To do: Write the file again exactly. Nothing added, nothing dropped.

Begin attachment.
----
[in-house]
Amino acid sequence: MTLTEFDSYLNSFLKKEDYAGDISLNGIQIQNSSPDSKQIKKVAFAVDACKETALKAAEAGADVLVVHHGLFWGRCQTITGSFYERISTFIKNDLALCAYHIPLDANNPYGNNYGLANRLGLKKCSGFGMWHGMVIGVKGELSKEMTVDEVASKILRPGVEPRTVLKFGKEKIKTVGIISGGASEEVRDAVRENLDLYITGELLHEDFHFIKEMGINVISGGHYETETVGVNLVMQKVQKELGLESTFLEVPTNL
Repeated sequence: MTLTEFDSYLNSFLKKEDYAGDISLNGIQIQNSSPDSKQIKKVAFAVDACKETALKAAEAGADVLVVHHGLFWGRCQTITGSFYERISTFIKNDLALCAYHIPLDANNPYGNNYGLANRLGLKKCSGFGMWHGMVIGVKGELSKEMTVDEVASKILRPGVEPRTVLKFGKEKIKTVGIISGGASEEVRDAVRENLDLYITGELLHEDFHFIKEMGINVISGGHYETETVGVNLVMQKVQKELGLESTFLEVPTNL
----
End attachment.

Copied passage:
[in-house]
Amino acid sequence: MTLTEFDSYLNSFLKKEDYAGDISLNGIQIQNSSPDSKQIKKVAFAVDACKETALKAAEAGADVLVVHHGLFWGRCQTITGSFYERISTFIKNDLALCAYHIPLDANNPYGNNYGLANRLGLKKCSGFGMWHGMVIGVKGELSKEMTVDEVASKILRPGVEPRTVLKFGKEKIKTVGIISGGASEEVRDAVRENLDLYITGELLHEDFHFIKEMGINVISGGHYETETVGVNLVMQKVQKELGLESTFLEVPTNL
Repeated sequence: MTLTEFDSYLNSFLKKEDYAGDISLNGIQIQNSSPDSKQIKKVAFAVDACKETALKAAEAGADVLVVHHGLFWGRCQTITGSFYERISTFIKNDLALCAYHIPLDANNPYGNNYGLANRLGLKKCSGFGMWHGMVIGVKGELSKEMTVDEVASKILRPGVEPRTVLKFGKEKIKTVGIISGGASEEVRDAVRENLDLYITGELLHEDFHFIKEMGINVISGGHYETETVGVNLVMQKVQKELGLESTFLEVPTNL